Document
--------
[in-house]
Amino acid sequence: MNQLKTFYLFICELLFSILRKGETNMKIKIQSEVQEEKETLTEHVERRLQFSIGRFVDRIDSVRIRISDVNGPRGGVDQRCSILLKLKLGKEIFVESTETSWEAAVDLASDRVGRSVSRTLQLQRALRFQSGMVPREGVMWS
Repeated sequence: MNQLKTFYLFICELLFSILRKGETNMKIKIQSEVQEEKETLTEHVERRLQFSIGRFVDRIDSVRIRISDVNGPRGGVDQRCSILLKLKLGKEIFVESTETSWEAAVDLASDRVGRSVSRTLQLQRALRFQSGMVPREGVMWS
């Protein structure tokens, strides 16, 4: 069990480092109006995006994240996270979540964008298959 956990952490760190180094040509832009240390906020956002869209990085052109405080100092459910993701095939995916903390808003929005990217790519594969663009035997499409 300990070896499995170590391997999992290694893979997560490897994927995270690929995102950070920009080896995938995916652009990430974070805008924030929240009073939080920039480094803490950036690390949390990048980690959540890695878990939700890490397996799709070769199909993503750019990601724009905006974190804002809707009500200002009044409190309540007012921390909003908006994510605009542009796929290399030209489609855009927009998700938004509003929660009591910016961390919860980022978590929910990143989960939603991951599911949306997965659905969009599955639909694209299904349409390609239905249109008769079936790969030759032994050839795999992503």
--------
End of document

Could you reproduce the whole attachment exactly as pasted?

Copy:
[in-house]
Amino acid sequence: MNQLKTFYLFICELLFSILRKGETNMKIKIQSEVQEEKETLTEHVERRLQFSIGRFVDRIDSVRIRISDVNGPRGGVDQRCSILLKLKLGKEIFVESTETSWEAAVDLASDRVGRSVSRTLQLQRALRFQSGMVPREGVMWS
Repeated sequence: MNQLKTFYLFICELLFSILRKGETNMKIKIQSEVQEEKETLTEHVERRLQFSIGRFVDRIDSVRIRISDVNGPRGGVDQRCSILLKLKLGKEIFVESTETSWEAAVDLASDRVGRSVSRTLQLQRALRFQSGMVPREGVMWS
């Protein structure tokens, strides 16, 4: 069990480092109006995006994240996270979540964008298959 956990952490760190180094040509832009240390906020956002869209990085052109405080100092459910993701095939995916903390808003929005990217790519594969663009035997499409 300990070896499995170590391997999992290694893979997560490897994927995270690929995102950070920009080896995938995916652009990430974070805008924030929240009073939080920039480094803490950036690390949390990048980690959540890695878990939700890490397996799709070769199909993503750019990601724009905006974190804002809707009500200002009044409190309540007012921390909003908006994510605009542009796929290399030209489609855009927009998700938004509003929660009591910016961390919860980022978590929910990143989960939603991951599911949306997965659905969009599955639909694209299904349409390609239905249109008769079936790969030759032994050839795999992503």